The idea of compensating injured workers is by no means a new one. Workers’ compensation has existed in various forms for thousands of years with laws protecting injured workers in place as early as 2050 BC. Ancient Sumer, Greece, and China all made provisions for people who had been harmed on the job. However, the Industrial Revolution brought brand new dangers to the workplace, as well as new challenges of responsibility from employers.
During the Industrial Revolution, many laborers found themselves working at elevated heights, using powerful and fast-moving equipment, and confined to poorly ventilated spaces for long periods of time. In addition to impact and fall-related injuries, workers during the Industrial Revolution were also exposed to toxic chemicals and many other environmental and health risks. These changes helped bring about the workers’ compensation system that we know today.
The Unholy Trinity
At the start of the Industrial Revolution, injured workers were taking their employers to court, as this was their only means of recourse. Sadly, their efforts to receive compensation through the court system largely fell short. This was due in large part to three frequently leveraged doctrines referred to as the “unholy trinity of defenses”. These were:
Fellow Servant Doctrine
This doctrine ensured that employers were not held liable for a person’s injuries if said injuries were caused by the claimant’s fellow worker.
Assumption of Risk
Under this doctrine, employers could use the defense that injured workers were both aware of job-related risks and willing to accept them when assuming their roles.
By showing how workers may have been at fault for their own accidents, employers could avoid paying claims under the terms of this doctrine.
Europe Set the Standard in the Late 1800s
In 1871, the Sickness and Accident Laws were enacted by Chancellor Otto von Bismarck of Prussia. These laws offered specific and limited protections to workers in certain high-risk environments including:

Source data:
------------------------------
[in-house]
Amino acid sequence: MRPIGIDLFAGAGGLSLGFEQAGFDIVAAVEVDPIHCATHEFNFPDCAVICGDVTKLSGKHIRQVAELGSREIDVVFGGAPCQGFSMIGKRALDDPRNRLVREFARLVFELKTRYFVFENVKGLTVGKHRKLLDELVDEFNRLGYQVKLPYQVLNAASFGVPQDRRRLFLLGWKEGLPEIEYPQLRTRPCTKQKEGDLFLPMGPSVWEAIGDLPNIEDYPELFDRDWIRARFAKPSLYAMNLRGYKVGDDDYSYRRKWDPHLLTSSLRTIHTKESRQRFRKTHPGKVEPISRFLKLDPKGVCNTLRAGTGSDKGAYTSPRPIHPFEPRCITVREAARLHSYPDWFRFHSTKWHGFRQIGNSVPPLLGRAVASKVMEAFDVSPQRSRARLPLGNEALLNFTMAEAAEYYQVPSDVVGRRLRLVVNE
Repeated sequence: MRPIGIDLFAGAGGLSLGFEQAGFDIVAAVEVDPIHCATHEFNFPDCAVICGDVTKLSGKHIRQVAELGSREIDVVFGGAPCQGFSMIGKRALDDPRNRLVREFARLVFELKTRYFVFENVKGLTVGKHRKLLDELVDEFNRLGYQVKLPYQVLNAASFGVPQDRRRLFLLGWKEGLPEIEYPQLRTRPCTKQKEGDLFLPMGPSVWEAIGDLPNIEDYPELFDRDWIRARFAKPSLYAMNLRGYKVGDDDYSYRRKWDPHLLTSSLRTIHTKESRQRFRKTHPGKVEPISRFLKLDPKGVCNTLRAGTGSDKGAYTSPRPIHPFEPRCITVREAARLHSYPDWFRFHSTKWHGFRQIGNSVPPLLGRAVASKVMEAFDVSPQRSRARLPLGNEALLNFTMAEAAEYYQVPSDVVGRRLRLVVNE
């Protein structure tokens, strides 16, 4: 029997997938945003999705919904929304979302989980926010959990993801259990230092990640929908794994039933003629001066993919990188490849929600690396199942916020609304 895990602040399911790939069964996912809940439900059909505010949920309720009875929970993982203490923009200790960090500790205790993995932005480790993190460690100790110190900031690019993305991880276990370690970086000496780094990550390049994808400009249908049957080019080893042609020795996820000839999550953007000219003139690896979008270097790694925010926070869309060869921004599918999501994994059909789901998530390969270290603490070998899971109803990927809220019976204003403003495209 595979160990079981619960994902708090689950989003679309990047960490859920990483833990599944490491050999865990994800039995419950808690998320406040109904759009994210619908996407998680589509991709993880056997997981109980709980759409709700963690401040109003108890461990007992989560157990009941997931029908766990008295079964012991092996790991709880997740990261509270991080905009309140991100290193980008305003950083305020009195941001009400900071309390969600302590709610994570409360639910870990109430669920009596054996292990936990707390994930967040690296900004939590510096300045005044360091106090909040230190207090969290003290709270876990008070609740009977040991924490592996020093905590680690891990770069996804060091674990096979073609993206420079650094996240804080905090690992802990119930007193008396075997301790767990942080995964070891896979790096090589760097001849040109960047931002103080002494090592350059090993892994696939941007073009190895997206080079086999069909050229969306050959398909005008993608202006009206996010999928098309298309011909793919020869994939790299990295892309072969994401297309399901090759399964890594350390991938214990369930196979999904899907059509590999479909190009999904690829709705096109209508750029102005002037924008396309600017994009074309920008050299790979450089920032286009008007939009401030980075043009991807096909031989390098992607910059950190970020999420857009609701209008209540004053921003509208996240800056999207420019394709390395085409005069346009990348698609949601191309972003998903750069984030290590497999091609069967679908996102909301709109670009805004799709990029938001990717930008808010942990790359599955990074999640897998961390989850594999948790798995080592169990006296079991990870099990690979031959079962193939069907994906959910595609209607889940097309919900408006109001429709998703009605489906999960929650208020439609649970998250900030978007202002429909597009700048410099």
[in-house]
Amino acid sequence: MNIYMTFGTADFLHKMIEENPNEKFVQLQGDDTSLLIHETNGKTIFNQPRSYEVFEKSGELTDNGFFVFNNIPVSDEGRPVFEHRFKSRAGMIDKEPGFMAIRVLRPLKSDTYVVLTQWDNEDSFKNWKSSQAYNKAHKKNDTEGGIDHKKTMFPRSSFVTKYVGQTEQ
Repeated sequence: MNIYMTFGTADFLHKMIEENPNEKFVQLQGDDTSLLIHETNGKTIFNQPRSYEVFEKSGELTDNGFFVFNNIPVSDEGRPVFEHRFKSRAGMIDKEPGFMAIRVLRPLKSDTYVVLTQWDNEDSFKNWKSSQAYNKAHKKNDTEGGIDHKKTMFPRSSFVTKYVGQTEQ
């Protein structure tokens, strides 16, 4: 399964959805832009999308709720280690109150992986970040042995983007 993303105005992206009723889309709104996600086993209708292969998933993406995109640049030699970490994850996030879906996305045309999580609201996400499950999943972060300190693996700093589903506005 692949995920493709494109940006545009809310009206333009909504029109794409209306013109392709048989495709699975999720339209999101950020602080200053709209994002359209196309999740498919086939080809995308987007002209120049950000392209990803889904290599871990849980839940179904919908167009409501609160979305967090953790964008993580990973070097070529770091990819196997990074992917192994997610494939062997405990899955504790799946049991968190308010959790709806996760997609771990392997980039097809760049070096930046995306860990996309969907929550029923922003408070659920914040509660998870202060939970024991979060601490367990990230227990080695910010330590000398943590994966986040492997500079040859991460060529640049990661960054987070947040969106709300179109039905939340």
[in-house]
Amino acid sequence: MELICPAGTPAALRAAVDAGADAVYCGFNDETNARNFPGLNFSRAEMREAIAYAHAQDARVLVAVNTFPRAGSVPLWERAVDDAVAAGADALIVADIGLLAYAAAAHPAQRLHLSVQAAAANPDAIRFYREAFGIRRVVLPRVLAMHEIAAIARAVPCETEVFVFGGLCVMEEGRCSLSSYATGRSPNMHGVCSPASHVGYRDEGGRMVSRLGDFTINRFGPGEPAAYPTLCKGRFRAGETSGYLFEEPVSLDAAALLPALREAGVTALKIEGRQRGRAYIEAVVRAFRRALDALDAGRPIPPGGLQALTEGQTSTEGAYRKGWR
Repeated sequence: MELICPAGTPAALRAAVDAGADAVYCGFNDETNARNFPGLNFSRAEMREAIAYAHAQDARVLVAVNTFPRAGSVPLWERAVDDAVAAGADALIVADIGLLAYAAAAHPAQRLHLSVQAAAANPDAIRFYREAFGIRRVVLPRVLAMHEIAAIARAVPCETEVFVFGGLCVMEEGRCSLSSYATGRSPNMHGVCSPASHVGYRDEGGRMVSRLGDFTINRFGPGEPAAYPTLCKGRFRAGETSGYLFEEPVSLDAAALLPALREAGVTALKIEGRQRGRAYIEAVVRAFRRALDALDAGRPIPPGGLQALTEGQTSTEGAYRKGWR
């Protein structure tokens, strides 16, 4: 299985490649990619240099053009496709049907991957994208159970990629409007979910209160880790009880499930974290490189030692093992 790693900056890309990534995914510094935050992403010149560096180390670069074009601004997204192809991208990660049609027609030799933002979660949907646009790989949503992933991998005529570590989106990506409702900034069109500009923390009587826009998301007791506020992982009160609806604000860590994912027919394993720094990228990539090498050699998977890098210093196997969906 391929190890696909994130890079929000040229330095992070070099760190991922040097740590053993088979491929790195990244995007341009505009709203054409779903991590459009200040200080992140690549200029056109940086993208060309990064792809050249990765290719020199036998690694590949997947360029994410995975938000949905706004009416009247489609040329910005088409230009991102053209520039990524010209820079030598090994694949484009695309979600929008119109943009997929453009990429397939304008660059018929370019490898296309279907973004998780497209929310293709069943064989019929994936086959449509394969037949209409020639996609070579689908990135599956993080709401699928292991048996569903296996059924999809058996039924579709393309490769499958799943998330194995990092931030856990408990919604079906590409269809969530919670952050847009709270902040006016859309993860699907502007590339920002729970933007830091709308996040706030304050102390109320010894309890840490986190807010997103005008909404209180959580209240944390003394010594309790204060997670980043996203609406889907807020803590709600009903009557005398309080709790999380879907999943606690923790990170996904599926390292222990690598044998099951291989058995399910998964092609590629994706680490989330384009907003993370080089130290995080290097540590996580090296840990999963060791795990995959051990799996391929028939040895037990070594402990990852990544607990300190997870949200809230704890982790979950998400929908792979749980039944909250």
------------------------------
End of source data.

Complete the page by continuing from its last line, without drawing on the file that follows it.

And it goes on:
These protections were eventually upgraded in 1884 via the advent and introduction of Workers’ Accident Insurance to create a compensation system that is remarkably similar to the one still used today. The system designed by Bismark showed employees that they were valued in ways that the “unholy trinity of defenses” used in America did not. Over time, European countries began to adopt Bismarck’s system while making upgrades and modifications of their own.
The United States Took Three More Decades to Honor Its Employees
Despite the highly progressive accomplishments on behalf of workers that were occurring in Europe, the United States took three more decades to begin implementing a fair and effective workers’ compensation system of its own. Wisconsin was the first state to pass workers’ compensation laws in 1911, with all other states in the U.S. eventually following suit. The final state to implement legal protections for injured workers was Mississippi, and this legal change did not occur until 1948.
Important Catalysts Within the U.S.
Two events had a significant impact on public perception of the need for workers’ compensation laws. The first of these occurred in 1906 when author Upton Sinclair described the grisly horrors of working in a slaughterhouse in his work “The Jungle.” Sadly, despite the level of attention that Sinclair’s book initially drew, this work led to the implementation of the 1906 Food and Drug Act but did not change laws pertaining to injured workers.
The second of these events was the publication of an article by Theodore Roosevelt that described the case of Sarah Kinsley. Having lost her hand in a factory-crushing accident, Kinsley tried unsuccessfully to sue her employer for damages. Roosevelt’s letter revealed that she lost her case as the result of the “unholy trinity of defenses” when her employer leveraged the Assumption of Risk doctrine, even after admitting to unsafe working conditions.
Workers’ compensation laws have indeed come a long way throughout the years. Today, when employees are harmed as the result of dangerous work practices and environments, they have sure forms of recourse to pursue. Moreover, with all employers legally required to have workers’ compensation insurance in place, even businesses themselves are now protected from the financial effects of unexpected events.
When a person or company is responsible for the accident today, workers’ comp will protect them and the business in most cases. If they don’t, you may want to consult an attorney who can advise you of your rights under the law.
The post Injured During the Industrial Revolution: How Workers’ Comp Started appeared first on InsightsSuccess.